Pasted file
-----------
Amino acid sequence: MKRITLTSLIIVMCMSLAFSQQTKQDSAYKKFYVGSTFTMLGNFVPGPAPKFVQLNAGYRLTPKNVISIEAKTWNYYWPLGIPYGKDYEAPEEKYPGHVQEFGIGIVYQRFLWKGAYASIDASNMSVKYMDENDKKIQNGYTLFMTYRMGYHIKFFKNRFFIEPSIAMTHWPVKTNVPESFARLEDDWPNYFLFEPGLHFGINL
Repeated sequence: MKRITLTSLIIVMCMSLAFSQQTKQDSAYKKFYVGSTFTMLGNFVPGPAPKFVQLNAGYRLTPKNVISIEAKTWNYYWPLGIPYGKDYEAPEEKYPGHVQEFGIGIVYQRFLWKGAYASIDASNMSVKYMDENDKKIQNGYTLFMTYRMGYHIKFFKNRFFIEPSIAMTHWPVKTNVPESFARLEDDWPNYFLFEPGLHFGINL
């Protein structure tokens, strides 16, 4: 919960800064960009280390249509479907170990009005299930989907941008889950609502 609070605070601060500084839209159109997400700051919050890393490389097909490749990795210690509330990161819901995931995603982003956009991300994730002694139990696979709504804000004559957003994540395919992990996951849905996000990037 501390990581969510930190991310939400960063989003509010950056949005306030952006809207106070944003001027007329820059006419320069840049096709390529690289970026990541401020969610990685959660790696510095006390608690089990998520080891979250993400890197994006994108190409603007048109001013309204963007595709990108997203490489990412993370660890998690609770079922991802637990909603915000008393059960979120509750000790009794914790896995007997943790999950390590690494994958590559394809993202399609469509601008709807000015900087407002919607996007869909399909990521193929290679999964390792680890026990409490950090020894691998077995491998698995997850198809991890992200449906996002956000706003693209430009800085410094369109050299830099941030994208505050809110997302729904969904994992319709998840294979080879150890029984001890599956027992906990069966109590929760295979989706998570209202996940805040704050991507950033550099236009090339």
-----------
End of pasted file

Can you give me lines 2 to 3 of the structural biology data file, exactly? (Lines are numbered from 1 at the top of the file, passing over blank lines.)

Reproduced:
Repeated sequence: MKRITLTSLIIVMCMSLAFSQQTKQDSAYKKFYVGSTFTMLGNFVPGPAPKFVQLNAGYRLTPKNVISIEAKTWNYYWPLGIPYGKDYEAPEEKYPGHVQEFGIGIVYQRFLWKGAYASIDASNMSVKYMDENDKKIQNGYTLFMTYRMGYHIKFFKNRFFIEPSIAMTHWPVKTNVPESFARLEDDWPNYFLFEPGLHFGINL
């Protein structure tokens, strides 16, 4: 919960800064960009280390249509479907170990009005299930989907941008889950609502 609070605070601060500084839209159109997400700051919050890393490389097909490749990795210690509330990161819901995931995603982003956009991300994730002694139990696979709504804000004559957003994540395919992990996951849905996000990037 501390990581969510930190991310939400960063989003509010950056949005306030952006809207106070944003001027007329820059006419320069840049096709390529690289970026990541401020969610990685959660790696510095006390608690089990998520080891979250993400890197994006994108190409603007048109001013309204963007595709990108997203490489990412993370660890998690609770079922991802637990909603915000008393059960979120509750000790009794914790896995007997943790999950390590690494994958590559394809993202399609469509601008709807000015900087407002919607996007869909399909990521193929290679999964390792680890026990409490950090020894691998077995491998698995997850198809991890992200449906996002956000706003693209430009800085410094369109050299830099941030994208505050809110997302729904969904994992319709998840294979080879150890029984001890599956027992906990069966109590929760295979989706998570209202996940805040704050991507950033550099236009090339």